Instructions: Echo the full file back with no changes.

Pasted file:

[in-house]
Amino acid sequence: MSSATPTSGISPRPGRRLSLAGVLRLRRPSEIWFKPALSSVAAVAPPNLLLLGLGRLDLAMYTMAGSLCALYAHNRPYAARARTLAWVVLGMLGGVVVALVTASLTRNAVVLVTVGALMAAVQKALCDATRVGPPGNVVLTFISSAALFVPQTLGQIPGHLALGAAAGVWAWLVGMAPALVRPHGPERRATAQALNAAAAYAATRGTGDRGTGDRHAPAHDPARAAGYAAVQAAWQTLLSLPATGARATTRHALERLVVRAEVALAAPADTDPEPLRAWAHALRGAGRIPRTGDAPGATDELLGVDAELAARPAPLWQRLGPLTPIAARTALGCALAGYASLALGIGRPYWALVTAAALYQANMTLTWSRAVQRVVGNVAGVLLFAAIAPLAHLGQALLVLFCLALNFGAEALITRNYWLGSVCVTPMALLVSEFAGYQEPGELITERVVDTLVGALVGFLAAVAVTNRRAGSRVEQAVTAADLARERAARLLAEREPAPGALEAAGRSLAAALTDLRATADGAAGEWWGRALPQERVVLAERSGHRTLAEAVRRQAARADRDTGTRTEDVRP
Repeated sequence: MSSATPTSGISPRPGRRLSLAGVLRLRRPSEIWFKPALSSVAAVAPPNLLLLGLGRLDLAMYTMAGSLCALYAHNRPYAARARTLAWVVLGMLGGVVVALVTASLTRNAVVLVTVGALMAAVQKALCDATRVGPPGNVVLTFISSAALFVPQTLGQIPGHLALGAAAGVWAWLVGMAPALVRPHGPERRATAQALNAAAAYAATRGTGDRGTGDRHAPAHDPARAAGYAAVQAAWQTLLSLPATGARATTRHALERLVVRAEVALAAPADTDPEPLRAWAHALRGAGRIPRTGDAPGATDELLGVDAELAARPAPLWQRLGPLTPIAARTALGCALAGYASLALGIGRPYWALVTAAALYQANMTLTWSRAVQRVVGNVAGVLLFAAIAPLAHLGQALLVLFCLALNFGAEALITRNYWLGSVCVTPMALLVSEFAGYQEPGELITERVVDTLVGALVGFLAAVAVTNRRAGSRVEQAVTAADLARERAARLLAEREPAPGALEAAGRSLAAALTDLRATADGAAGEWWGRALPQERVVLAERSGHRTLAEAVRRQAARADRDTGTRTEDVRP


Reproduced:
[in-house]
Amino acid sequence: MSSATPTSGISPRPGRRLSLAGVLRLRRPSEIWFKPALSSVAAVAPPNLLLLGLGRLDLAMYTMAGSLCALYAHNRPYAARARTLAWVVLGMLGGVVVALVTASLTRNAVVLVTVGALMAAVQKALCDATRVGPPGNVVLTFISSAALFVPQTLGQIPGHLALGAAAGVWAWLVGMAPALVRPHGPERRATAQALNAAAAYAATRGTGDRGTGDRHAPAHDPARAAGYAAVQAAWQTLLSLPATGARATTRHALERLVVRAEVALAAPADTDPEPLRAWAHALRGAGRIPRTGDAPGATDELLGVDAELAARPAPLWQRLGPLTPIAARTALGCALAGYASLALGIGRPYWALVTAAALYQANMTLTWSRAVQRVVGNVAGVLLFAAIAPLAHLGQALLVLFCLALNFGAEALITRNYWLGSVCVTPMALLVSEFAGYQEPGELITERVVDTLVGALVGFLAAVAVTNRRAGSRVEQAVTAADLARERAARLLAEREPAPGALEAAGRSLAAALTDLRATADGAAGEWWGRALPQERVVLAERSGHRTLAEAVRRQAARADRDTGTRTEDVRP
Repeated sequence: MSSATPTSGISPRPGRRLSLAGVLRLRRPSEIWFKPALSSVAAVAPPNLLLLGLGRLDLAMYTMAGSLCALYAHNRPYAARARTLAWVVLGMLGGVVVALVTASLTRNAVVLVTVGALMAAVQKALCDATRVGPPGNVVLTFISSAALFVPQTLGQIPGHLALGAAAGVWAWLVGMAPALVRPHGPERRATAQALNAAAAYAATRGTGDRGTGDRHAPAHDPARAAGYAAVQAAWQTLLSLPATGARATTRHALERLVVRAEVALAAPADTDPEPLRAWAHALRGAGRIPRTGDAPGATDELLGVDAELAARPAPLWQRLGPLTPIAARTALGCALAGYASLALGIGRPYWALVTAAALYQANMTLTWSRAVQRVVGNVAGVLLFAAIAPLAHLGQALLVLFCLALNFGAEALITRNYWLGSVCVTPMALLVSEFAGYQEPGELITERVVDTLVGALVGFLAAVAVTNRRAGSRVEQAVTAADLARERAARLLAEREPAPGALEAAGRSLAAALTDLRATADGAAGEWWGRALPQERVVLAERSGHRTLAEAVRRQAARADRDTGTRTEDVRP